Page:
The magazine of photography and ideas
Richard Misrach and Kate Orff Discuss Petrochemical America
Melissa Harris talks with Richard Misrach and Kate Orff about the process of depicting and unpacking the complex ecologies featured in Petrochemical America.
Melissa Harris: What is the genesis of Petrochemical America? Why did you decide to return to Cancer Alley, Richard?
Richard Misrach: I made the original trip in 1998 on a commission from the High Museum of Art in Atlanta. It was a series called Picturing the South. I set out with no expectation of what I was going to do, no restrictions from the museum. I had some ideas about photographing Ku Klux Klan sites, or doing Civil War battlegrounds. I decided to fly to New York, rent a car, and then drive south, just wander around. I explored and took all kinds of reconnaissance pictures of potential ideas. At some point, somebody turned me on to the River Road in Louisiana, and the industrial corridor that was then called “Cancer Alley.” When I got there, I was just floored by what I saw. I had never come across an American landscape like that.
People were living side by side with these great industrial behemoths. I’d always thought of industrial sites as sacrifice zones, in that they would be off in an isolated area, like in Nevada with the nuclear test site in the middle of nowhere. It never occurred to me that people would live within feet of these toxic environments. I was really shocked to see that in the United States. And so in 1998 I photographed up and down both sides of the Mississippi River between Baton Rouge and New Orleans, making several trips.
MH: But then, Richard, you got sick, didn’t you? Unless I’m misremembering, we put the work in the magazine, and I was really interested in a book, and you went back, but then started feeling sick…
RM: That’s true. In fact, in my journal, I recently found an account of an argument I had with someone on the River Road Governors’ Commission Board from Louisiana. I was asking her, “Why am I feeling this terrible burning in my lungs, and constant nausea?” Some people who worked in the plants told me this could be caused by certain chemical emissions. She got really upset and said that wasn’t true, that she has two kids, and that in effect activists and journalists were spreading those myths…
But I did get sick working there. My eyes were burning a lot, and I was having a hard time breathing, and I thought, “It’s just too toxic; I’m out of here.” That was after I finished the first leg of the work. I didn’t have any desire to go back at that point.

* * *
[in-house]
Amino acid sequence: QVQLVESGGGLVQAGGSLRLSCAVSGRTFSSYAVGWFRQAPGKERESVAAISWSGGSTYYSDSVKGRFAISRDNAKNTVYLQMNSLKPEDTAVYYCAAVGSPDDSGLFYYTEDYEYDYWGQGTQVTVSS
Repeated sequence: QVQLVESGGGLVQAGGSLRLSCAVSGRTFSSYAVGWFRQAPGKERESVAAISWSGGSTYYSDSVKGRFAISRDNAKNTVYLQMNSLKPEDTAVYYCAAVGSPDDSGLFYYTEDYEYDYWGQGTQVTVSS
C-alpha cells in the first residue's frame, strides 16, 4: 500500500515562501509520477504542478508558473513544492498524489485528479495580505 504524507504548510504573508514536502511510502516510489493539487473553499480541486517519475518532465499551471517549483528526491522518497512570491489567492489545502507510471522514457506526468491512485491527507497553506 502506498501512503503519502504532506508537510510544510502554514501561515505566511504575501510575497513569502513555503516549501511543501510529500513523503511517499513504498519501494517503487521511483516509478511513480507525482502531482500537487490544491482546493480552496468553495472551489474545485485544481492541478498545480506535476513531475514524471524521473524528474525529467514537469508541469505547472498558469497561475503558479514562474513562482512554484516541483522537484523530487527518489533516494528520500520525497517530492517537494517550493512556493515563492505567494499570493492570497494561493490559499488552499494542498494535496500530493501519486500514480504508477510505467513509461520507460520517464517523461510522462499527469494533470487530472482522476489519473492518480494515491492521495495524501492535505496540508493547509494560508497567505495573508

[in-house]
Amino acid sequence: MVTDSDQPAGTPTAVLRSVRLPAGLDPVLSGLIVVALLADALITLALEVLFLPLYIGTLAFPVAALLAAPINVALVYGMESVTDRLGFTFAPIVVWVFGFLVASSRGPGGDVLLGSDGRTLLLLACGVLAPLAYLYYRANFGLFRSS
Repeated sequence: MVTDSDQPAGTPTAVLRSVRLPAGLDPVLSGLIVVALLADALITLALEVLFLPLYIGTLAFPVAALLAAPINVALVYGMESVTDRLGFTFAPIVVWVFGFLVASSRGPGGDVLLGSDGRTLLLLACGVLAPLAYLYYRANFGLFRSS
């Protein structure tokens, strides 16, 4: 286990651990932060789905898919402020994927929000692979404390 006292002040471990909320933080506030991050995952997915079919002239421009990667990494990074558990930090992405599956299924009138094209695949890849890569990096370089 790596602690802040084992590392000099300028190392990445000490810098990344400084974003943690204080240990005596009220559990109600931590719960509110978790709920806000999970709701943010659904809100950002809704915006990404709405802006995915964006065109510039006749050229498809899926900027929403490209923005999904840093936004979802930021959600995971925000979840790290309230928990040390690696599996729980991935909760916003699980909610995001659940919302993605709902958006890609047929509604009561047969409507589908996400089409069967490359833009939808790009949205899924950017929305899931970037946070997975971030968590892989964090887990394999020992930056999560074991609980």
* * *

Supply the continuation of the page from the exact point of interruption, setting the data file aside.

Fast-forward to 2009: the High Museum had continued on its Picturing the South series, and Julian Cox, who was the photography curator at the High at the time, contacted me and asked me if I’d be interested in revisiting the work. In the museum’s collection, there were the original ten large photographs that I did for the commission, but also forty-five contact prints of other images that I had made, which I had given to the Museum as part of the original commission. He asked me how I’d feel about making a new edit, including many of the smaller images, which he felt were strong. I said I’d be interested, but I’d be more interested to do that plus go back and see the state of the place. Had it gotten better or worse? What was the condition ten years later?
We agreed that it would be really interesting for me to revisit and photograph, but also, if I was going to do this, I didn’t want to just show the pictures; I wanted to do some sort of intervention that reached out and maybe had some constructive results (like what I attempted in my book Bravo 20, which proposes the conversion of a bombing range into a national environmental park). I started off with some pretty idealistic fantasies and drawings about how the area could be reclaimed.
MH: And Richard, very early on, we had discussed a visual way of manifesting the larger context of the images—rather than a long text.
RM: Exactly. And so I spoke to my friend, architectural writer Cathy Ho, who had written about the work early on, and when I described my ideas to her, she introduced me to Kate. It was interesting, because I talked to different people, but I thought Kate immediately got it. She zeroed in very quickly on a simple but exciting concept. She talked about “unpacking” the photographs in ways that I hadn’t imagined possible before.